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As omnivorous creatures, chimpanzees eat all sorts of things, including fruits, termites, tiny rodents, and even full-grown monkeys. As for chimps eating reptiles, that’s completely unheard of—until now. Unprecedented observations have uncovered a community of chimps in Gabon that regularly consume tortoises.

A bipartisan bill was introduced in the U.S. Senate on Tuesday aimed at banning pay-to-win microtransactions and loot boxes in video games that are “minor-oriented”. The bill, however, essentially applies to all video games ever made, whether children were the intended audience or not. It would also appear to ban a wide variety of in-game mechanics that virtually no one is complaining about, even the parents of kids who game.

By now, horror fans know the drill: Each month brings a new instalment of Hulu and Blumhouse’s holiday-themed horror series, Into the Dark. For June, it’s Father’s Day, and They Come Knocking looks to offer an excellent argument against ever camping in the isolated desert, especially if you see a bunch of “missing” posters hanging around the last outpost of civilisation.

When you're thinking of apps that slurp up your data allowance, the likes of Netflix, YouTube, and Stan probably come to mind. After all, video is pretty demanding when it comes to data.

So it might surprise you to hear that Instagram can easily use more data than all of those. In fact, it's probably one of the most data intensive apps installed on your smartphone. It's a real thirsty bish.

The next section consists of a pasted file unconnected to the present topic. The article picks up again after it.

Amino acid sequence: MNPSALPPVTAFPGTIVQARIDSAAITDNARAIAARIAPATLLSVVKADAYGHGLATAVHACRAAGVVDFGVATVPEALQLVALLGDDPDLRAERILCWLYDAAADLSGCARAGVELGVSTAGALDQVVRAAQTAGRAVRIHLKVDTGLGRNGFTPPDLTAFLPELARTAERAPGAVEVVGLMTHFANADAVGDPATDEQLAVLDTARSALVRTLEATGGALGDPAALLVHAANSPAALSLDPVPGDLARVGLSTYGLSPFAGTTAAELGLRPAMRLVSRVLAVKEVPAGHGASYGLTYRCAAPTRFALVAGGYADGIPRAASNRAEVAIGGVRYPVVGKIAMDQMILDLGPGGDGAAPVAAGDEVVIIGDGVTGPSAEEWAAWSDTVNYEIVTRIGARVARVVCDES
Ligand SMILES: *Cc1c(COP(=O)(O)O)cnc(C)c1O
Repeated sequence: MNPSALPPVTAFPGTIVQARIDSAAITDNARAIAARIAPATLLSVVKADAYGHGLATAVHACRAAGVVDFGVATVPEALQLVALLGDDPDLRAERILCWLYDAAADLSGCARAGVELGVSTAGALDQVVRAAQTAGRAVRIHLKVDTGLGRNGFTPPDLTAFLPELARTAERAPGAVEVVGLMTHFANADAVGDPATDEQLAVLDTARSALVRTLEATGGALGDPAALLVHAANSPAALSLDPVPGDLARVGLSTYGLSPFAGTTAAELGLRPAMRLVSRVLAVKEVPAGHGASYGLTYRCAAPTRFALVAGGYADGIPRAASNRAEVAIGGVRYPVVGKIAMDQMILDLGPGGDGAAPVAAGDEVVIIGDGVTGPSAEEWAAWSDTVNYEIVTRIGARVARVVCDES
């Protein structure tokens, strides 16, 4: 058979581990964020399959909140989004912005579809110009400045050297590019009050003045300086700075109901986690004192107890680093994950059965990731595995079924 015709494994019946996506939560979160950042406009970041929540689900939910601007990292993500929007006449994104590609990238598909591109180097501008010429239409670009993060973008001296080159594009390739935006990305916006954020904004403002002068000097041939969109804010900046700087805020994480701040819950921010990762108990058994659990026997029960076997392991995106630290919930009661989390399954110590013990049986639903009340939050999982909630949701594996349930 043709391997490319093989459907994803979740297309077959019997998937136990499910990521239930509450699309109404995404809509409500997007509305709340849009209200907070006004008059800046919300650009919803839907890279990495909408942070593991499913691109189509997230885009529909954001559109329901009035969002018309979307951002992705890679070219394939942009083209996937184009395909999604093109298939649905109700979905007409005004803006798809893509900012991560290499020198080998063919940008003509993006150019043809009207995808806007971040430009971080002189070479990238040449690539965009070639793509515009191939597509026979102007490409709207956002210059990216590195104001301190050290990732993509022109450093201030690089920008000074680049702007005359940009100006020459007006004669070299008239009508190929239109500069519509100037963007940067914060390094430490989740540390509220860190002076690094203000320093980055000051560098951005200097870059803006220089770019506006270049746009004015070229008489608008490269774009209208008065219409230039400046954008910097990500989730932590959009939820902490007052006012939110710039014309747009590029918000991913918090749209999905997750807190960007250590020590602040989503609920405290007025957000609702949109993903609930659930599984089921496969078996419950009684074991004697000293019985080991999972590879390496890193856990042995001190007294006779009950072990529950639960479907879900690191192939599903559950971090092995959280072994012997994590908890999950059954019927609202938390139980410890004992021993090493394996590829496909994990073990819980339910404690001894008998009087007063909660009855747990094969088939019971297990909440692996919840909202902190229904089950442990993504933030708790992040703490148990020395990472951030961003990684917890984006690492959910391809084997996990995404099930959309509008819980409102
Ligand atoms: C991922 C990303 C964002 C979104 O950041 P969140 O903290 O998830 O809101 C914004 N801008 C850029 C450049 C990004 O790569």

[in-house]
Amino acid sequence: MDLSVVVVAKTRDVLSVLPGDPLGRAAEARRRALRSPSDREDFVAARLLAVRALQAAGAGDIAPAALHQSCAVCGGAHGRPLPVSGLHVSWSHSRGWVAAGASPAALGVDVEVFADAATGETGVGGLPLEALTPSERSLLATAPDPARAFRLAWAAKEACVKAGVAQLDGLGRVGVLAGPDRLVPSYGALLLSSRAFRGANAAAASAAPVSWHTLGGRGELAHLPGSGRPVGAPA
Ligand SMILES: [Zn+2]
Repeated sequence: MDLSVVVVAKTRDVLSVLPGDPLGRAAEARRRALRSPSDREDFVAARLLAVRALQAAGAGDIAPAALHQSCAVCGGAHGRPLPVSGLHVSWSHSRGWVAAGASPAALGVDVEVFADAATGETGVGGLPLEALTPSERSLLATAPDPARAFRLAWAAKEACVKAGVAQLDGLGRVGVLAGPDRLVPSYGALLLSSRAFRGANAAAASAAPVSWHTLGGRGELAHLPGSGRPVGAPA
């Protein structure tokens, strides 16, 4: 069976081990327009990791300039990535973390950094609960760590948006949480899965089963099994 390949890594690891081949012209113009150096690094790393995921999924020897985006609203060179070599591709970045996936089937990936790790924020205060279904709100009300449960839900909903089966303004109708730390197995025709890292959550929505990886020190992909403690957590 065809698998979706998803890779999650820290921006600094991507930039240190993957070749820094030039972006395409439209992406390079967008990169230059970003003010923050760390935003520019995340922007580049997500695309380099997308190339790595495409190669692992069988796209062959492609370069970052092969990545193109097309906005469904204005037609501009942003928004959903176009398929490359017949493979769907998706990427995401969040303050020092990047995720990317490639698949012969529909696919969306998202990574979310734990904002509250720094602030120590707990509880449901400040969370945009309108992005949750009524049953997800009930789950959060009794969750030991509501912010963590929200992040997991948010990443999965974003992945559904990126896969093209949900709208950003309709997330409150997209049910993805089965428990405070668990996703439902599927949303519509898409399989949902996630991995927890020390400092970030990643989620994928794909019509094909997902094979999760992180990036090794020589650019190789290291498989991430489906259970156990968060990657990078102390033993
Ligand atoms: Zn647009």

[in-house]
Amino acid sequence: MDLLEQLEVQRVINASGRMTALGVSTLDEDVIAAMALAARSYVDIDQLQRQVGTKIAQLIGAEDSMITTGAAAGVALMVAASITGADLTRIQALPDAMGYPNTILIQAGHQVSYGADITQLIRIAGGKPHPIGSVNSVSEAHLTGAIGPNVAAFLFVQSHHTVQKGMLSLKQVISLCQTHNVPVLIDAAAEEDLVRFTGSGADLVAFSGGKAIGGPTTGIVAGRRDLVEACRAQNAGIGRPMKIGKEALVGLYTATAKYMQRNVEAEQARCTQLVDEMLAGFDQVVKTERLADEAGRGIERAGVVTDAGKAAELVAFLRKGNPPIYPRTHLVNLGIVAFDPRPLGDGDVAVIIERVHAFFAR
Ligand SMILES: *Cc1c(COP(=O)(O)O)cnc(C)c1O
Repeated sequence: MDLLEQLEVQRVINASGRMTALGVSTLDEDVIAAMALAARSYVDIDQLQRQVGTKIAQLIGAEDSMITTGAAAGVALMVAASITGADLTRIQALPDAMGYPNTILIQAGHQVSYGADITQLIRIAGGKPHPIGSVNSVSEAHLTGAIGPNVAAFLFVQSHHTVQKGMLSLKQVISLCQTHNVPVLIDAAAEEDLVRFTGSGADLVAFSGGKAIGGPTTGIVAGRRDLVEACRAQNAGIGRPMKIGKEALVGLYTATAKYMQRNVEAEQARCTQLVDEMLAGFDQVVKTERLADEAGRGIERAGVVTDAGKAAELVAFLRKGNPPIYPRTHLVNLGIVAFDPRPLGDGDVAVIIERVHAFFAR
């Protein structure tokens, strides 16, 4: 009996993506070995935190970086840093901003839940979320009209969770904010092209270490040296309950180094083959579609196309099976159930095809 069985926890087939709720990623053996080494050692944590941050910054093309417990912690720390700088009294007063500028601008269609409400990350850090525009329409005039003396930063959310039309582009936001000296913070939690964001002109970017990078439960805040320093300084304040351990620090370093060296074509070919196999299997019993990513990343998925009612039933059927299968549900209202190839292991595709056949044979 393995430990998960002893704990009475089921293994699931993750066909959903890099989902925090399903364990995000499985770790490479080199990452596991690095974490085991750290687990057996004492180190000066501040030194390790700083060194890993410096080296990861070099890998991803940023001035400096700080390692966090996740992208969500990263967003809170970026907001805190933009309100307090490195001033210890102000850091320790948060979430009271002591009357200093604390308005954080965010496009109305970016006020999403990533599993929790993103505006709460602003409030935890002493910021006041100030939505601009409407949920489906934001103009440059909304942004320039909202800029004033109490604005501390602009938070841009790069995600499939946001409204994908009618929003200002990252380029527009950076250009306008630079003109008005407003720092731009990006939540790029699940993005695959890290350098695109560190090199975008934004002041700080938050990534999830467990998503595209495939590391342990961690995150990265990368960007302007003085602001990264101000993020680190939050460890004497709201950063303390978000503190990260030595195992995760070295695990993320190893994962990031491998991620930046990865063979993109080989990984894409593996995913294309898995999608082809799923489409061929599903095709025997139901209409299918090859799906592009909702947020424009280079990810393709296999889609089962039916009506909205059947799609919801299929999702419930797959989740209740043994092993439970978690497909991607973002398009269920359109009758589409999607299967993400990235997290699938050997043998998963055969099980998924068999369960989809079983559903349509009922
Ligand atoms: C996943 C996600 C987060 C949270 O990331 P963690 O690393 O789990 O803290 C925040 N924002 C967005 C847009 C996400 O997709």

There's been a slew of 5G news coming out of Telstra this week - from Samsung's 5G Galaxy S10 arriving on the network to its launch of the world's first 5G hotspot.

In the wake of this new hardware, Telstra CEO Andy Penn revealed in an blog post the company will be offering, at a minimum, 5G for free during its first year of connectivity. However, after this point some customers will be charged to access it. Gizmodo Australia reached out to Telstra for further clarity.

It looks like Amazon is working on a new Alexa-powered gadget that can listen to you and decide how you feel, and make recommendations based on your human emotions. Citing internal documents and an unnamed source, Bloomberg reports that the company has designed a device that you wear like a wristwatch and beta testing is apparently underway. “Eventually the technology could be able to advise the wearer how to interact more effectively with others,” reads the report.